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  • Megan Zavaglia

What to do with missed opportunities....

Updated: Dec 1, 2019

What do you do when someone says, come quick, there’s a moose!

Most people run to see the moose. As you know by now, I’m not the average person…. When this happened about a month ago at a writer’s conference I decided to run in the opposite direction. Why? I didn’t have my camera handy and by the time I made it downstairs, to my bag, pulled out both lenses and raced back up the stairs the moose had moved on. Of course it had, moose wait for no one.


Even though I’d most likely missed my opportunity for a shot, I proceeded outside to see if I could track down the moose. Once I found them (a mother and baby) they were much too far away for a good shot although I took what I could get.



So, I spent the rest of the weekend with my camera bag at the ready and sending out positive thoughts to the moose for a return.


I was able to get some beautiful shots of waterfalls, the Tetons and the sunrise while there, but the moose was elusive. That is, until the last morning. I managed to snag this with my iPhone.



I couldn’t have gotten one any better with my DSLR regardless due to the light.

Was I mad that I’d missed my opportunity? A little. Was I frustrated that I wasn’t able to get a better shot that morning? Not really. I’d gotten to see her. I shared a moment with her in the early morning light, both of us breathing in the cold air and shooting steam from our noses as we took the time to examine each other. After a while she seemed to duck her head at me and then went back to eating. I thanked her for her time and was careful pulling away and down the road to ensure that I didn’t disturb her.


I thought about that moment as I drove the five hours home and that brought me to consider a number of “missed opportunities” in my life….


- I was offered a position as a tour guide in Paris when I graduated high school; however, I chose to head right to college with my friend.


- I changed my major from archeology to theater, where could that have lead? Could I have been the female Josh Gates with my own show on the Travel Channel?


- In a single glance I had a moment of recognition and intense acknowledgment with a guard at the door of the Sistine Chapel in Italy. What if I’d stopped and arranged for us to have dinner later? We continued our glance as I moved down the hallway until the door closed and I continued on to the train station to Florence.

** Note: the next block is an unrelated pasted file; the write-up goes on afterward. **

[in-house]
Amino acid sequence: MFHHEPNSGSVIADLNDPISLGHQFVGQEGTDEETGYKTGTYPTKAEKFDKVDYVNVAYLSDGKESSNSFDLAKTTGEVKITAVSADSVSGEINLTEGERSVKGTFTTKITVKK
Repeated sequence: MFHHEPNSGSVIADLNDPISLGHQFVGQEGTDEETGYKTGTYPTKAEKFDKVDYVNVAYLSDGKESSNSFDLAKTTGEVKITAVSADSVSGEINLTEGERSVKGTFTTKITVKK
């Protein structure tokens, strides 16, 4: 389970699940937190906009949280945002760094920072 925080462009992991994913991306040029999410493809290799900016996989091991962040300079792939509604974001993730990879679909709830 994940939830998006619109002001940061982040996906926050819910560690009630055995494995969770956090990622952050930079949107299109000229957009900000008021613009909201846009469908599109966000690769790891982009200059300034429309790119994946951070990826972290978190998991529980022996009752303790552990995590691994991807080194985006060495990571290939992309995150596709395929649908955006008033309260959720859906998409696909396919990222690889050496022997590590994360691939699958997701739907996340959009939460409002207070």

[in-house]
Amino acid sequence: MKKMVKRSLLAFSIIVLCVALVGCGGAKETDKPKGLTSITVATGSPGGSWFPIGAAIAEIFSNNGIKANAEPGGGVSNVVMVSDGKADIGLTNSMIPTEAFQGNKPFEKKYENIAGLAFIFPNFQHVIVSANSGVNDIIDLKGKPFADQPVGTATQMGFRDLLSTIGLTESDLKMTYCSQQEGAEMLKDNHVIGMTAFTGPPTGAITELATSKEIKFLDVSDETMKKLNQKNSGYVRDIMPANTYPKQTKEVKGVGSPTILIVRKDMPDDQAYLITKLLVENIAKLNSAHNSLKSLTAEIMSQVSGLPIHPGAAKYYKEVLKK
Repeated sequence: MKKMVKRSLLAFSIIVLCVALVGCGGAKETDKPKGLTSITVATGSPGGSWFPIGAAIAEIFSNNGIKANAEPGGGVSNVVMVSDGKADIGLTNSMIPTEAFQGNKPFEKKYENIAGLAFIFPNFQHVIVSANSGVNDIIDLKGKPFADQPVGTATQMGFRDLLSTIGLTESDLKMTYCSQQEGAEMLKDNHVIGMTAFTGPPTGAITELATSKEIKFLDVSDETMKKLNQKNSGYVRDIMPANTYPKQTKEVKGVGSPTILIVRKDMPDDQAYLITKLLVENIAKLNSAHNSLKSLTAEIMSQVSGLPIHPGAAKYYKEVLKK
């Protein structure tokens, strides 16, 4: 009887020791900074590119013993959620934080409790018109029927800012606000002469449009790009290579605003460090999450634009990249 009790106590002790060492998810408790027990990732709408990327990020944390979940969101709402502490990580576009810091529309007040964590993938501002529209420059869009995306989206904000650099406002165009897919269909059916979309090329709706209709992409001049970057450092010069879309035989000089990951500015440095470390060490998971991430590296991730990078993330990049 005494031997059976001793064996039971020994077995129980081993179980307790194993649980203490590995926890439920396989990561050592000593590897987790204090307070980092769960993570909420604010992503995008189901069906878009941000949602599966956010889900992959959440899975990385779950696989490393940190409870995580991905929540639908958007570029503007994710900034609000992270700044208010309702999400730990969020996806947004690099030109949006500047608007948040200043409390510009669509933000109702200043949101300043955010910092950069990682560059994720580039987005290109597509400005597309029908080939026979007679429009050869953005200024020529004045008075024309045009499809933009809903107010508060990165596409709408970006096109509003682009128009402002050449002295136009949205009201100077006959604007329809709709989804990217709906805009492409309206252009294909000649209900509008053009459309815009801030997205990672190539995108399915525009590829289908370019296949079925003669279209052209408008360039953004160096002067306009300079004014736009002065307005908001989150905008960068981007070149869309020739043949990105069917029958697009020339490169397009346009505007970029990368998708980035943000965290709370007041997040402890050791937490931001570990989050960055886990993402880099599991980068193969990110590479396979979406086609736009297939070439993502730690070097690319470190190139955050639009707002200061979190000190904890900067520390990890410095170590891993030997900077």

- After years of looking for “the one” I was planning on moving to Charleston SC for a complete change of pace. I decided I’d go on one more date before booking the moving company. That date was when I met my husband.


Missed opportunities for the perfect moment, the high adventure, the life you think you should have, the picture that could grace a magazine cover (or at least your bedroom wall) aren’t really missed opportunities. They are learning lessons; they are the sliding doors that direct your life in the direction it should be going. They are points of reference for future experiences. They are something to push you forward.


They are a morning conversation with a moose….


They are what life is made up of - missed opportunities. You can wonder what would’ve been, could’ve been, or you can see them for what they did for you – what they gave you by taking another path, a different path that brought you to where you are and who you are today.


Travel Tip: If you “miss an opportunity”, look for the next one, or how you can connect with that moment later on. I’m pretty sure if you stay open, another opportunity will present itself – and it may be even better than what you expected or wanted.


For me – it was a nice way to wake up for the day, connecting with a moose and knowing that only she and I shared that moment, that beat, and that’s pretty cool.


Next up: What not to do when your travel guide’s fly is open.







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About Me

Megan Zavaglia - Travelin' Gal

- A self-proclaimed travel junkie with a passion for learning about people, cultures and environments around the world. 

- Writer of picture books, early readers and short stories.

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